The focusing statement of the Toyota Production System was “shorten the time it takes to convert customer orders into vehicle deliveries”. This is probably one of the best vision/focusing statements in the history of business.
This allows fast transients to be much more effective. It tells everybody who works for Toyota that whenever they are in doubt about what to do or something unexpected happens, make the fast transient that will most reduce customer-to-delivery span time.
The company focusing statement should be something carefully thought out and then repeated over and over: in team meetings, one-on-ones and as part of any decision-making process.
When done well and actually used, a focusing statement gradually becomes company culture.
The Farthest Down the Chain Principle
The final key element is the Farthest Down the Chain Principle. In order to maximize the effectiveness of fast transients and the focusing statement, you have to devolve maximum responsibility onto the subordinate, in return for their pledge to use their initiative and creativity to accomplish the task, consistent with your ground rules.
You want the people making the decisions to have an intuitive knowledge, what Boyd called fingerspitzengefühl, of the customer and the competitive environment.
Fingerspitzengefühl is a German word that translates literally to “fingertips feeling”, but it’s probably easier to understand as “intuitive feel” or “having one’s finger on the pulse”.
In Medieval Japan, samurai practiced with their swords until the weapon became “an extension of their arm”. Once the fight began, if you stopped to think, you were dead. You had to be able to feel how the fight was going.
The Greeks called it mētis. Odysseus, the protagonist of Homer’s Odyssey, was praised for his mētis. Odysseus not only knew how to deceive Circe, the Cyclops, and Polyphemus but also knew when to drive his men harder and when to pull back.
You want to push the decision making as far down the chain of command as you can go because it’s the people on the “frontlines” that have the best intuitive feel.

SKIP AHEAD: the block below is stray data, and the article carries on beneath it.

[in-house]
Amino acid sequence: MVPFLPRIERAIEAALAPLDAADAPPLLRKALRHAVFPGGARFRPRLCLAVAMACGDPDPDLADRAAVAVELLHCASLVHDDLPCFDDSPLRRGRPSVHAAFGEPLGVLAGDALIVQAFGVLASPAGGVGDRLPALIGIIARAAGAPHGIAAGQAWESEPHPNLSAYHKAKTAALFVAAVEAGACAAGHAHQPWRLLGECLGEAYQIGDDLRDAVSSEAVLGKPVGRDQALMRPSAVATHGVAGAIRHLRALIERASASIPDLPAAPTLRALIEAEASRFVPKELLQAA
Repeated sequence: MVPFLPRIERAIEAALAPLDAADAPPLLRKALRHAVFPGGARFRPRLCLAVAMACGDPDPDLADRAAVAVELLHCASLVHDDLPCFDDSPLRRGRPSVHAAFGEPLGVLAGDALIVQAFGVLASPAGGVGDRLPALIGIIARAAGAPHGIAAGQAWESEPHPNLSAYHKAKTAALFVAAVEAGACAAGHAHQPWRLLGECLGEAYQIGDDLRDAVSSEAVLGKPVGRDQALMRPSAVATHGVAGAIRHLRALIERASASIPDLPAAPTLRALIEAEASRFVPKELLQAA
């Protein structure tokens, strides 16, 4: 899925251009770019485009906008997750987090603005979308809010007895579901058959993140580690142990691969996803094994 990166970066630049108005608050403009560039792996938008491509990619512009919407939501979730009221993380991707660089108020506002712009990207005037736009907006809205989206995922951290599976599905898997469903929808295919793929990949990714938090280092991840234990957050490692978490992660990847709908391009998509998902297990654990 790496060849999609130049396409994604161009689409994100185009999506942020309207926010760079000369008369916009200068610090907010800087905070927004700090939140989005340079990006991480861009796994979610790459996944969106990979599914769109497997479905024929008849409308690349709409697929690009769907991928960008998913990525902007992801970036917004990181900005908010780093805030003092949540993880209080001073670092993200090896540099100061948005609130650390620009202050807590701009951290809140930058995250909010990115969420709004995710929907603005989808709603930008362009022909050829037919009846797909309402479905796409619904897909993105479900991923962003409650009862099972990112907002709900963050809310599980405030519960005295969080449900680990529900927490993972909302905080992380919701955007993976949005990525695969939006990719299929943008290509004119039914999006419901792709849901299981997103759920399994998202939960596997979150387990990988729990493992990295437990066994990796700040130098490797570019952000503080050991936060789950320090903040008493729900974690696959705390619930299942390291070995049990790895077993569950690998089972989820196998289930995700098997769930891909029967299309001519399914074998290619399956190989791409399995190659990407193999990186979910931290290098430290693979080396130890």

In warfare, we talk about the “fog of war.” The soldier on the frontline always has a more complete view of the situation than the commander at headquarters and so they are in a better position to make an appropriate decision.
In order for this to work, you must have a clear focusing statement as well as create mutual trust among the members of your team, what Boyd called einheit.
When you are working with people you trust, you can each move through your OODA loop cycles much more quickly. When you ask someone who you trust implicitly, because we have a shared focus and they have a multi-year track record of getting things done, to execute on something, you don’t have to micro-manage them. You know they will get things done.
You do not need to check in with them on their new orientation because you can trust them to do it on their own.
Creating mutual trust takes time; it’s not something that can be done in a weekend retreat, only over a period of months or years of working together.
For leaders, the most important insight from Farthest Down the Chain Principle is that you can’t micromanage. You have to let people take ownership even if they are going to make mistakes. In the long run, letting them develop their fingerspitzengefühl and autonomy is more important than the small mistakes.
In summary then, one wins at business by developing the consistently keeping one’s orientation better matched to the environment than others and successfully executing fast transients that match the new update orientation.
In order to do this requires establishing a clear focus and culture (schwerpunkt) then allowing your team the autonomy to make mistakes and develop the intuitive knowledge (fingerspitzengefühl) and mutual trust (einheit) to execute fast transients more quickly than the competition.
Last Updated on January 18, 2021 by Taylor Pearson